House Speaker Newt Gingrich on Sunday blamed the collapse of the Republican agenda in Congress on mistakes and overreaching on his part combined with “the most amazing barrage of false advertising” by the Democrats.
“How can you design an entire ad campaign to frighten senior citizens - 75- and 85-year-old Americans - with false information, scaring them that they are going to lose their Medicare coverage?” the Georgia Republican said on NBC-TV’s “Meet the Press.” The Republican proposal would have increased Medicare spending by 7 percent per year, yet it was characterized as “cuts” and “slashes” in ads prepared by the White House, he said.
“It’s really almost unimaginable for a president to deliberately design that kind of demagogic campaign,” Gingrich complained.
Sunday’s appearance by the embattled House speaker marked a return to the combative, high-voltage style that characterized his rise to power. In recent months, Gingrich avoided the spotlight as polls indicated that he was drawing an increasingly unfavorable reaction from the public and perhaps undermining the GOP agenda in the process.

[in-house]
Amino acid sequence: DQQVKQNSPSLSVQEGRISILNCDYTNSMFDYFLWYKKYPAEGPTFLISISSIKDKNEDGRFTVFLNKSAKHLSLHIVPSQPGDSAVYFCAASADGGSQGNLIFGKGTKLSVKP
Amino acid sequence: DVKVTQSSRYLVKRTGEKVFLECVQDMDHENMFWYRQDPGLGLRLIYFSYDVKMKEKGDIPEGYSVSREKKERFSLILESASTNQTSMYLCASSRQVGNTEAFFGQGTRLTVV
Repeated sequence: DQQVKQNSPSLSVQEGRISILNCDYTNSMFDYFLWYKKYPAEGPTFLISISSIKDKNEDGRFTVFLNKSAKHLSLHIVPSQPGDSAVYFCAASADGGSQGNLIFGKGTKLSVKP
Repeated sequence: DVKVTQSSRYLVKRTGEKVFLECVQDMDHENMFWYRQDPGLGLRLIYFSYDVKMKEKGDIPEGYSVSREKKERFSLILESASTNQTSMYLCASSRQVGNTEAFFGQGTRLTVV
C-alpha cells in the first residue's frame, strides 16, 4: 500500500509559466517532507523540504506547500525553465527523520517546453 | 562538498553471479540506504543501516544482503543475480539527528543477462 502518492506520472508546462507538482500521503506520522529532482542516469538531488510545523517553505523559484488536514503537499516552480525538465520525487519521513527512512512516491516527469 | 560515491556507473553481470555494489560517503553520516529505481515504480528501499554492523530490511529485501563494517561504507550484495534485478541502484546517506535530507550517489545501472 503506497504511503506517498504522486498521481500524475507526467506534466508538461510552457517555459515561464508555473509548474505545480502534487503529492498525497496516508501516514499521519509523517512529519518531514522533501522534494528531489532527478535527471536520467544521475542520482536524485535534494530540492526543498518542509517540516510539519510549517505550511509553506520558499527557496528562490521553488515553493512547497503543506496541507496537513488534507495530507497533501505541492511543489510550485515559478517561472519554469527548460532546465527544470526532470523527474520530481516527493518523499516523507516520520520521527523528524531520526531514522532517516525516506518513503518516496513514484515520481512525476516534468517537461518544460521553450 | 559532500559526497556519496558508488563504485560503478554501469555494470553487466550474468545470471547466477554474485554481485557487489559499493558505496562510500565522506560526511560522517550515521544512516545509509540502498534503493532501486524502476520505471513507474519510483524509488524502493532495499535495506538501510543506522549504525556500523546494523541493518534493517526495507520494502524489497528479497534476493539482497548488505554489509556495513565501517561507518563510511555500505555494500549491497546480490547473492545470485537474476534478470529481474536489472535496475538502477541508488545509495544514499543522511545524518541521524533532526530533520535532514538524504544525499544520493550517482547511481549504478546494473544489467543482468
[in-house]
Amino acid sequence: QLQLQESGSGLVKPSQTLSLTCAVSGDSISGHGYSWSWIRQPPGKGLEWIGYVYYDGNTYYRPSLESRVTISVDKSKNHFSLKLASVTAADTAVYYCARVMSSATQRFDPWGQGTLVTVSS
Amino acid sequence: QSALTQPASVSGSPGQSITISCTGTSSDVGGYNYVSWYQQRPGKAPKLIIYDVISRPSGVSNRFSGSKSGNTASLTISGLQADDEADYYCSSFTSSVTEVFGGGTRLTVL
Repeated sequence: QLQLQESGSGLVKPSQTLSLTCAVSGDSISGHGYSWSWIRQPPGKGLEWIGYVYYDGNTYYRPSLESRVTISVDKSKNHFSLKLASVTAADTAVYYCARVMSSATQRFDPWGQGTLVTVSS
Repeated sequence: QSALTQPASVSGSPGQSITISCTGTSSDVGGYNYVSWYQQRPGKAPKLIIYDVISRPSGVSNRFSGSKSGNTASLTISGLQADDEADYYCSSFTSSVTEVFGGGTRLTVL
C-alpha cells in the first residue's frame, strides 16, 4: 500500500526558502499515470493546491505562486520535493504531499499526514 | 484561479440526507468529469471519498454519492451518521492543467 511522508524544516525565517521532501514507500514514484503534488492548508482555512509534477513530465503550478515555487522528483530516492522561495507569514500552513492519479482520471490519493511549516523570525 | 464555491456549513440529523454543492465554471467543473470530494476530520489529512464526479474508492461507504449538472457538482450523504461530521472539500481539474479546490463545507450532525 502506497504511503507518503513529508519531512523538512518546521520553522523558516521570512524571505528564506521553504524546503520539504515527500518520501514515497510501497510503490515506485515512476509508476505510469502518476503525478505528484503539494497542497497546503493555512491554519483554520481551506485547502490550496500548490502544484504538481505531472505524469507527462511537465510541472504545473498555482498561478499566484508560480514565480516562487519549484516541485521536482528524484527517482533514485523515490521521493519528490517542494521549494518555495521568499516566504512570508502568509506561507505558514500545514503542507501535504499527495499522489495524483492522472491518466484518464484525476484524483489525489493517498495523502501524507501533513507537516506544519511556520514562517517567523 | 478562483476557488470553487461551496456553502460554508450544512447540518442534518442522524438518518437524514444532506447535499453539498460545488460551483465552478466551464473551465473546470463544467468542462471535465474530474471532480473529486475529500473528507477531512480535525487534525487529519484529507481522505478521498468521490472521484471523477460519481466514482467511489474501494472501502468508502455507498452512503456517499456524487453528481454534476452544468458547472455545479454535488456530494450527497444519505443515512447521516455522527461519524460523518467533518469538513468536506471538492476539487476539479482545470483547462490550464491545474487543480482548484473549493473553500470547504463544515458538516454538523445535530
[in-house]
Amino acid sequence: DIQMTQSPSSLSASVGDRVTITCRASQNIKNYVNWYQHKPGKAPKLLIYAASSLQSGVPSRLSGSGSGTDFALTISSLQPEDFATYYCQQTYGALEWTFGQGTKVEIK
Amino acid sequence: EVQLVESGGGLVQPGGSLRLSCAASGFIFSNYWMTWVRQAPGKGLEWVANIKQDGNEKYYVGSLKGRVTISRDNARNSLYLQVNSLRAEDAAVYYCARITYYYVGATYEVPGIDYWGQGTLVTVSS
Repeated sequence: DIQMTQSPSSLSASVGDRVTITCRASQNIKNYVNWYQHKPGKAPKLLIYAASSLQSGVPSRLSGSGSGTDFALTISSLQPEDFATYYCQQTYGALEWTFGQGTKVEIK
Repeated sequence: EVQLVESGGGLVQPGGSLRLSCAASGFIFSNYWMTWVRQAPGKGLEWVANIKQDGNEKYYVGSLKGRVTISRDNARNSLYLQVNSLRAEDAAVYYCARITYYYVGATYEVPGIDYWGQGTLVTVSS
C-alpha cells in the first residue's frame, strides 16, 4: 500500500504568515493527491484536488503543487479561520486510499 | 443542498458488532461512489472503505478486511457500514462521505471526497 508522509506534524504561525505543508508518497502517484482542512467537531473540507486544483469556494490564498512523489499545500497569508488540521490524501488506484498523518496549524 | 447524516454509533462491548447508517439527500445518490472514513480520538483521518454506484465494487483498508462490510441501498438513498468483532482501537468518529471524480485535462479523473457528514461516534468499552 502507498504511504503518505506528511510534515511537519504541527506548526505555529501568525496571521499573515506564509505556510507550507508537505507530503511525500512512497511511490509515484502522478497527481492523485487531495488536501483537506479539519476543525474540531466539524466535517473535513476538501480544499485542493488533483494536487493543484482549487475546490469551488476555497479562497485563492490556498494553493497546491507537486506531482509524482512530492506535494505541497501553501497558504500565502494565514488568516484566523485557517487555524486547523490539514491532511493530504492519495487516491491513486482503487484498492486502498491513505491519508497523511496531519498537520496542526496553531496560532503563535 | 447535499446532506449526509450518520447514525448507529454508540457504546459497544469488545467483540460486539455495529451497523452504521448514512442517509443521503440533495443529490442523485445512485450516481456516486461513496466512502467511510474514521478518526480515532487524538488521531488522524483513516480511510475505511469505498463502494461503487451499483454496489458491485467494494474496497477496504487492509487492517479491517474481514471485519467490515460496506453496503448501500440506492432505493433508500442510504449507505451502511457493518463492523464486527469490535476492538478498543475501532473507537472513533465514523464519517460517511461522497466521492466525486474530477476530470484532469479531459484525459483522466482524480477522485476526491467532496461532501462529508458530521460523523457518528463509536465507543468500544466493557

His comments Sunday put him back in the fray, supporting a new Republican campaign assault on Democratic positions as untruthful and President Clinton as of suspect character.
In other comments during Sunday’s interview, Gingrich:
Said he would not attend the wedding if his half-sister Candace, a lesbian, planned to marry another woman. “I wouldn’t regard it as a marriage,” he said. “We as a society have an interest in strengthening classic, traditional marriages and defining that marriage, I think, as a man and a woman.”
Said Clinton is making a “dangerous” mistake by voicing support for Russian President Boris N. Yeltsin’s re-election bid. He said Clinton had erred by expressing support for recently defeated Prime Minister Shimon Peres before the balloting in Israel. “The American nation cannot reach across the planet and pick the leadership of other countries,” he said. Moreover, a show of support from the U.S. president may well backfire and hurt Yeltsin, he said.
Accused Clinton of being blatantly dishonest in his public statements. Asked if the president was “a man of integrity who tells the truth,” Gingrich said, “No. The president of the United States has consistently, systematically said false things” about the GOP’s Medicare proposal. He “should lead the country. He should not mislead it,” he said.
Blamed the news media for failing to point out misleading statements by Democrats. “The media just sort of goes blank,” he said.
Gingrich admitted his “mistakes” involved being “too rambunctious” in pursuing a wide-ranging conservative agenda when the Republicans took power in January 1995.
“I don’t think I was prepared adequately, frankly, to handle the level of responsibility and the level of prominence that you get,” he said.